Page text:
On October 6, Bill Koch of the Worcester Telegram & Gazette (“Knee pain re-emergence ends knuckleballer Steven Wright’s season”) reported:
Alex Cora was confronted with some bad news as he exited his press conference Friday prior to Game 1 of the American League Division Series.
Red Sox head athletic trainer Brad Pearson was waiting just off the media room at Fenway Park. Steven Wright’s surgically-repaired left knee was ailing, and Boston was about to be short a relief pitcher entering Friday night’s opener against the New York Yankees.
Major League Baseball has approved Wright’s removal from the 25-man roster submitted by the Red Sox ahead of the series. The knuckleballer was replaced by right-hander Heath Hembree prior to Saturday night’s Game 2.
“You go through the rehab processes, the DL stints and you finally feel like you’re in a place where you can contribute,” Wright said. “To not be able to do that, it’s tough. It hit me pretty hard.”
“Hopefully he’ll be back,” Cora said. “It sucks, because he was throwing the ball well, and we had big plans for him.”
Nick Cafardo of the Boston Globe says that Wright’s injury “is a blow to Red Sox bullpen.”
The Red Sox spent most of the season without Steven Wright, so they’ll be OK without him. Yet, given the tumultuous status of the Red Sox bullpen, Wright was a savior, posting 13 and 2/3 innings of relief work and allowing just one earned run in September as his fellow relievers were falling apart….
It was always tricky as to when to use Wright. Manager Alex Cora tried him out toward the end of the regular season with runners on base and that didn’t go too well, but Wright was clearly a guy the manager could bring in late in a game for a clean inning. Given the contrast between his 77-mile-per-hour knuckleball and the 95-100 m.p.h. most Sox pitchers throw, the Red Sox sported a nice advantage with baseball’s only knuckleballer. [Um, MLB’s only knuckleballer.]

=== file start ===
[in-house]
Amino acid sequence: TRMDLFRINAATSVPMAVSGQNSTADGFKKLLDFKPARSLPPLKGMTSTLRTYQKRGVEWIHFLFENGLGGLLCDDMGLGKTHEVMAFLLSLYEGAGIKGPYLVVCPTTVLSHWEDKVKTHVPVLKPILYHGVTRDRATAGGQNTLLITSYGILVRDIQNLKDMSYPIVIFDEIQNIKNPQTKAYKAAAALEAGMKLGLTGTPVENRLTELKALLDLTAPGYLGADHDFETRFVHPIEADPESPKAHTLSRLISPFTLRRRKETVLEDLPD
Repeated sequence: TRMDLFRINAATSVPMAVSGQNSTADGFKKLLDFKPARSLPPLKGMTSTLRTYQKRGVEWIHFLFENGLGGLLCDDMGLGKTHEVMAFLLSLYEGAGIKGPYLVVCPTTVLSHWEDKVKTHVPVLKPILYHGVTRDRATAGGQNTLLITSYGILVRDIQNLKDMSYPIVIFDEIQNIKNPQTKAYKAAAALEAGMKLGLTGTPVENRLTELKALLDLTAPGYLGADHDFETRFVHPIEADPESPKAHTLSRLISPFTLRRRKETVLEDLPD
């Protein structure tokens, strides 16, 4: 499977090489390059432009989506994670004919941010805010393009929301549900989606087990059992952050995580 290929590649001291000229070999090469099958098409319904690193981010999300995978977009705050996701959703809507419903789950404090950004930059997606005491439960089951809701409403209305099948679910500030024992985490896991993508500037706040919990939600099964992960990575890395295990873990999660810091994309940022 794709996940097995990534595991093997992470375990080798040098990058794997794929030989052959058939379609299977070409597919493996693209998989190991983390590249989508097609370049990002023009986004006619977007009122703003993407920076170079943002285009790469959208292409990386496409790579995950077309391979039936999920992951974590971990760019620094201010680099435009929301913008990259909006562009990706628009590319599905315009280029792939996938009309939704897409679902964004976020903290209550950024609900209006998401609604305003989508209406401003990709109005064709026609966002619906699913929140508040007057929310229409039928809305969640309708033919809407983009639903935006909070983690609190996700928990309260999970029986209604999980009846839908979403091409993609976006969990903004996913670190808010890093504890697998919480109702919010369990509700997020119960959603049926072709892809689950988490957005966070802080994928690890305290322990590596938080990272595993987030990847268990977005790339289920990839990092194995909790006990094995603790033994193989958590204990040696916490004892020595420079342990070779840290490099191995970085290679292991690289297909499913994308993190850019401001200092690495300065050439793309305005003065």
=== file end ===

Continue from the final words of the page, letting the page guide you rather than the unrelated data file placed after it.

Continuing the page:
Wright voiced optimism that his knee will improve, but also confessed that “the fact that we got the MRI and it showed something, it feels like a nightmare to be honest with you.” We hope and trust that he will recover and be back next season. You’re a tough hombre, Steven.
With three games to go, the Sox are tied 1-1 with the Yankees in the best-of-five American League Division Series. The third game is at 7:40 p.m. EST on Monday, October 8, in New York.
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In 2005, Baseball Almanac conducted an interview with knuckleball pitcher Wilbur Wood (born 1941 and still with us). Wood joined the Red Sox in 1966. The “portly, cigar-smoking lefthander” was a “guy who didn’t look like a sculpted god yet somehow found a way to consistently get major league hitters out again and again.” He explained how he came to specialize in the knuckleball and how his pitch compared to those of other knuckleballers around then.
MARK LIPTAK: Wilbur, your career was floundering with both the Red Sox and the Pirates. But then, in 1967, suddenly it all turned around. How did that happen?
WILBUR WOOD: I had spent parts of seven years in the big leagues and as my record showed things weren’t going that well. I was signed as a fastball / curve ball pitcher and did very well with those in the minor leagues but they just weren’t good enough for the majors. I’d be fine for three or four innings but after that when you went through the batting order once I’d start to get hit. I just decided to junk my curve and everything else and go one hundred per cent with the knuckleball. I had actually thrown that pitch a long time, I actually started using it back in high school and semipro ball. Sometimes I’d still throw a fastball to get the hitters timing off but that was only once in awhile.